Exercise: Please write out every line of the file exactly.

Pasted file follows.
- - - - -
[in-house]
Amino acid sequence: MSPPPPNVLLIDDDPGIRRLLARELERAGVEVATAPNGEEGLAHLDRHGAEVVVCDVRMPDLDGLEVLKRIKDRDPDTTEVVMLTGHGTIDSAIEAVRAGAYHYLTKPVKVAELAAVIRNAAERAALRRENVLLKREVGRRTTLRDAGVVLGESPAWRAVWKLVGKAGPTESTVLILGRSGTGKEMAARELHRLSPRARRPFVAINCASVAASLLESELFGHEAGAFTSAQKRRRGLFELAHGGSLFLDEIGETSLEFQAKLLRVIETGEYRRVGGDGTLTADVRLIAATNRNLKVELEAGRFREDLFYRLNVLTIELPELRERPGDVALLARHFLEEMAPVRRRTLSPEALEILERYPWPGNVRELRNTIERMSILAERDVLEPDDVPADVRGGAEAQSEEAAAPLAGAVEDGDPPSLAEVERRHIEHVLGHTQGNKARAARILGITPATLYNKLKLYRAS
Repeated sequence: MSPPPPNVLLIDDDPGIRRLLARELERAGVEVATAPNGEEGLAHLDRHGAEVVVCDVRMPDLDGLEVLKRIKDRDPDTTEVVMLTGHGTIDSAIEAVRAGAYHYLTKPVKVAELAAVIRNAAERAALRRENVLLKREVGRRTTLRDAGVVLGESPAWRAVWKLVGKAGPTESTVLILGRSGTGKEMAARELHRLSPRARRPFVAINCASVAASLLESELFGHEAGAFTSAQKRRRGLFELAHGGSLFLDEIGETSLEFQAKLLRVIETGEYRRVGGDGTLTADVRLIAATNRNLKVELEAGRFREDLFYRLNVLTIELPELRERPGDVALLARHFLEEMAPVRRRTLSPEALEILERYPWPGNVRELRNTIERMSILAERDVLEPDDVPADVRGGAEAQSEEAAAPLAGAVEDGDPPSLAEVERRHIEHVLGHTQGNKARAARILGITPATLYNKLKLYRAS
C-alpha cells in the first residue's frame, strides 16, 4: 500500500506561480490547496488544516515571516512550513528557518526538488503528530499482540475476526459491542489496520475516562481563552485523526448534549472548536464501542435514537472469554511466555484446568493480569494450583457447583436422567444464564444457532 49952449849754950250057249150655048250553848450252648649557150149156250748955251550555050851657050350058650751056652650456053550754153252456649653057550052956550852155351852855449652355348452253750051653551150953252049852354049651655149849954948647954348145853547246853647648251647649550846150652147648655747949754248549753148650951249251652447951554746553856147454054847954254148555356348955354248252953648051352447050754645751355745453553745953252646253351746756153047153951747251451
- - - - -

[in-house]
Amino acid sequence: MSPPPPNVLLIDDDPGIRRLLARELERAGVEVATAPNGEEGLAHLDRHGAEVVVCDVRMPDLDGLEVLKRIKDRDPDTTEVVMLTGHGTIDSAIEAVRAGAYHYLTKPVKVAELAAVIRNAAERAALRRENVLLKREVGRRTTLRDAGVVLGESPAWRAVWKLVGKAGPTESTVLILGRSGTGKEMAARELHRLSPRARRPFVAINCASVAASLLESELFGHEAGAFTSAQKRRRGLFELAHGGSLFLDEIGETSLEFQAKLLRVIETGEYRRVGGDGTLTADVRLIAATNRNLKVELEAGRFREDLFYRLNVLTIELPELRERPGDVALLARHFLEEMAPVRRRTLSPEALEILERYPWPGNVRELRNTIERMSILAERDVLEPDDVPADVRGGAEAQSEEAAAPLAGAVEDGDPPSLAEVERRHIEHVLGHTQGNKARAARILGITPATLYNKLKLYRAS
Repeated sequence: MSPPPPNVLLIDDDPGIRRLLARELERAGVEVATAPNGEEGLAHLDRHGAEVVVCDVRMPDLDGLEVLKRIKDRDPDTTEVVMLTGHGTIDSAIEAVRAGAYHYLTKPVKVAELAAVIRNAAERAALRRENVLLKREVGRRTTLRDAGVVLGESPAWRAVWKLVGKAGPTESTVLILGRSGTGKEMAARELHRLSPRARRPFVAINCASVAASLLESELFGHEAGAFTSAQKRRRGLFELAHGGSLFLDEIGETSLEFQAKLLRVIETGEYRRVGGDGTLTADVRLIAATNRNLKVELEAGRFREDLFYRLNVLTIELPELRERPGDVALLARHFLEEMAPVRRRTLSPEALEILERYPWPGNVRELRNTIERMSILAERDVLEPDDVPADVRGGAEAQSEEAAAPLAGAVEDGDPPSLAEVERRHIEHVLGHTQGNKARAARILGITPATLYNKLKLYRAS
C-alpha cells in the first residue's frame, strides 16, 4: 500500500506561480490547496488544516515571516512550513528557518526538488503528530499482540475476526459491542489496520475516562481563552485523526448534549472548536464501542435514537472469554511466555484446568493480569494450583457447583436422567444464564444457532 49952449849754950250057249150655048250553848450252648649557150149156250748955251550555050851657050350058650751056652650456053550754153252456649653057550052956550852155351852855449652355348452253750051653551150953252049852354049651655149849954948647954348145853547246853647648251647649550846150652147648655747949754248549753148650951249251652447951554746553856147454054847954254148555356348955354248252953648051352447050754645751355745453553745953252646253351746756153047153951747251451